Tempestuous annual general meetings for two of Switzerland's best-known companies dominated the business headlines this week.
The country's biggest travel operator, Kuoni, held its AGM on Tuesday against the backdrop of a bitter boardroom battle.
The company's suspended chairman, Daniel Affolter, was physically prevented from chairing the meeting.
The action was seen as a symbolic victory for board members seeking to topple Affolter. They accuse him of awarding himself payments of millions of francs from the Kuoni and Hugentobler foundation, which controls the travel group.
Another embattled chief executive, Rolf Hüppi, fared a little better at the AGM of the insurance company, Zurich Financial Services.
Hüppi survived a confidence vote with a two to one majority, despite fierce criticism from shareholders upset by a drop in earnings in 2000 and poor prospects for the current year.
Hüppi did not hide the fact that the company still faced many challenges ahead. He said the insurance arm was performing well but that asset management continued to be a problem area.
The chairman of Swissair, Mario Corti, pulled off a coup this week by agreeing a deal to make the Swiss carrier the official airline of the International Olympic Committee.
Swissair said it will gain a large slice of the Launsanne-based IOC's travel budget through the agreement and will also be able to use the IOC logo in marketing materials.
Rolf Schweizer, chairman of the specialty chemicals group, Clariant, is to stay on for another 12 months because the company has failed to find a successor.
Schweizer was due to retire at Wednesday's AGM after reaching the age limit of 70, but shareholders asked him to stay on to steer the company through a radical transformation which will see Claiant concentrate on its core business.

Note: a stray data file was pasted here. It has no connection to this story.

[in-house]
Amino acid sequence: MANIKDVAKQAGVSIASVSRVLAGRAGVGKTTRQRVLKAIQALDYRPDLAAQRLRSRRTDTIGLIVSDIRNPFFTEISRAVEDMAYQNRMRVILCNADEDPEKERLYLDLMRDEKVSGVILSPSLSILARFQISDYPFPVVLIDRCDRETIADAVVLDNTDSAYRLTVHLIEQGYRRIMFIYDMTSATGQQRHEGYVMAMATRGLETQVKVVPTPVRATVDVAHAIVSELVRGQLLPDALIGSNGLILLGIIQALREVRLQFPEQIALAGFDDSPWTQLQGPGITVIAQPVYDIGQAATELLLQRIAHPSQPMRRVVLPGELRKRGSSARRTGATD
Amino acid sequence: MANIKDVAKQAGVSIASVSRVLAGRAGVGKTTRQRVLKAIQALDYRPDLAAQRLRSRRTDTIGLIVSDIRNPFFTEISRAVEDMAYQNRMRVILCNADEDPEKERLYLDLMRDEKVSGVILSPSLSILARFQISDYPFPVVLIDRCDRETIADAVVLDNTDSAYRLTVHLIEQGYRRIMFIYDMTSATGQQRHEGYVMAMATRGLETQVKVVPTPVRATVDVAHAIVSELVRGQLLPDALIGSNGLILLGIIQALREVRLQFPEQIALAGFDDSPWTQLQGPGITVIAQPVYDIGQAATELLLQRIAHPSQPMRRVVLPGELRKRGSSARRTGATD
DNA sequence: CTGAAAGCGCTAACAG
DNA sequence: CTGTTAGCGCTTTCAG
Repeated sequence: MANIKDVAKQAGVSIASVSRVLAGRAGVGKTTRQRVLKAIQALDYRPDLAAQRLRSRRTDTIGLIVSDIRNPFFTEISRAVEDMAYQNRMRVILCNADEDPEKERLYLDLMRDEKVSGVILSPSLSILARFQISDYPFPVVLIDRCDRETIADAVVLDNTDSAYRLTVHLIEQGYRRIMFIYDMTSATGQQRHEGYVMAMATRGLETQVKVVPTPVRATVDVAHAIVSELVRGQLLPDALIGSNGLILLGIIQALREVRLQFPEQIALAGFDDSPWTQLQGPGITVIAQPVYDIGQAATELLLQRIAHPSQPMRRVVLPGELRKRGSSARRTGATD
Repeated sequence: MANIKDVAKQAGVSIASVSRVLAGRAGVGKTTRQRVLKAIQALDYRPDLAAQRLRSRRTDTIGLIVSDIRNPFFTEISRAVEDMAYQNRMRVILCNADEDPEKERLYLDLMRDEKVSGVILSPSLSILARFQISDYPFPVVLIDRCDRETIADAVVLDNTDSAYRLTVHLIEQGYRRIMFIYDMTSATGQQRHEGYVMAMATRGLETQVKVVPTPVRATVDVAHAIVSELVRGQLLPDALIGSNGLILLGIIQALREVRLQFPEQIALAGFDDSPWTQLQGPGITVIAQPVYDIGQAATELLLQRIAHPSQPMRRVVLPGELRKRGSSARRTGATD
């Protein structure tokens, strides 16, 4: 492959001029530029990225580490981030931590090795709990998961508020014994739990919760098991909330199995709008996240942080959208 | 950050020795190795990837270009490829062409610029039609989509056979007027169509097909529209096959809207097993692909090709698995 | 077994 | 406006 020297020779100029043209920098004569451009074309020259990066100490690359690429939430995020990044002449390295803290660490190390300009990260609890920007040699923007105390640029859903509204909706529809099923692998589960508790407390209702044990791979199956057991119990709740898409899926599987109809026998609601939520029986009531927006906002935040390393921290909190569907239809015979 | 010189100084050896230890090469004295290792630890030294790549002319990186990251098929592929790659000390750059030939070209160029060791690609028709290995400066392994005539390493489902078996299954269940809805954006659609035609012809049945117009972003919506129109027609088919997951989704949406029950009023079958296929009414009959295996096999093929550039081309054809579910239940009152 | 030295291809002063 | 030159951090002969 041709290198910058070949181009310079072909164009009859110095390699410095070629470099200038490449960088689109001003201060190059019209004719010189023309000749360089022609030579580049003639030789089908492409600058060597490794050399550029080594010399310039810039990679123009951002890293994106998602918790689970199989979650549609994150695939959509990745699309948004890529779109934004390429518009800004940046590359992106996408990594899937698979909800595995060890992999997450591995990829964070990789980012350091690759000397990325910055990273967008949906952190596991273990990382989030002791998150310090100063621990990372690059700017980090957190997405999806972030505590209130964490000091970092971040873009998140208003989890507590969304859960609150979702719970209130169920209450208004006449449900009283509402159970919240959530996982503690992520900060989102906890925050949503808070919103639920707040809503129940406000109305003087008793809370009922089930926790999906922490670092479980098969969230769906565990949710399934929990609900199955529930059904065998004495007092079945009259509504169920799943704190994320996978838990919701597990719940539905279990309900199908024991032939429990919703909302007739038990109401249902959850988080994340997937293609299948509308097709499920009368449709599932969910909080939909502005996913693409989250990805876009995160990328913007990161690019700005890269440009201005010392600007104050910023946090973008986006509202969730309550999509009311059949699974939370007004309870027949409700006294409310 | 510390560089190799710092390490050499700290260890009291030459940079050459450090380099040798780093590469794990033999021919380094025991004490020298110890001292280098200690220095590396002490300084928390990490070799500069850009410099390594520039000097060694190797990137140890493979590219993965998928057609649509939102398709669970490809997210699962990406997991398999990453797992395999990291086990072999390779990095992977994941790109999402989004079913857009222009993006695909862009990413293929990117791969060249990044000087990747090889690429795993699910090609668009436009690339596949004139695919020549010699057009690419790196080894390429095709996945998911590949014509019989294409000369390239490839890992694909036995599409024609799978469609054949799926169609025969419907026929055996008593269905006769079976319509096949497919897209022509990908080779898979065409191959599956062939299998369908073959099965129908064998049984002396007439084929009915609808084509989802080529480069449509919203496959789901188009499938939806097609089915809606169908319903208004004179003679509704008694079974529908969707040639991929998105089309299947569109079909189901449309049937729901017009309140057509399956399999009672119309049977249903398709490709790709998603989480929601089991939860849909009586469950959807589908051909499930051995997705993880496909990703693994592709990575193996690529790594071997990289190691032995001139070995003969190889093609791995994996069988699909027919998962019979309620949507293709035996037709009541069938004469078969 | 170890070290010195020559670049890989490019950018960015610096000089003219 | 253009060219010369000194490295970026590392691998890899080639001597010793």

The country's biggest bank, UBS, reported a heavy drop in its first quarter net profit on Tuesday blaming less favourable economic and market conditions. The bank's earnings for the first three months of the year were SFr1.579 billion, down 29 per cent compared to the same period last year.
There was better news for the country's biggest telecommunications operator, Swisscom, which posted higher than expected first quarter figures.
Operating income was up 5.7 per cent to SFr1.21 billion. The company said increased efficiency and higher traffic was behind the performance. But it maintained its forecast of lower operating income for the year as a whole although profits should be higher because of asset sales.
And finally, traders on the stock market may have to work a little harder from next month.
The Swiss stock exchange said this week that it plans to extend trading hours by one hour and open on Swiss holidays when it launches its pan-European blue chip trading platform next month.
by Michael Hollingdale.
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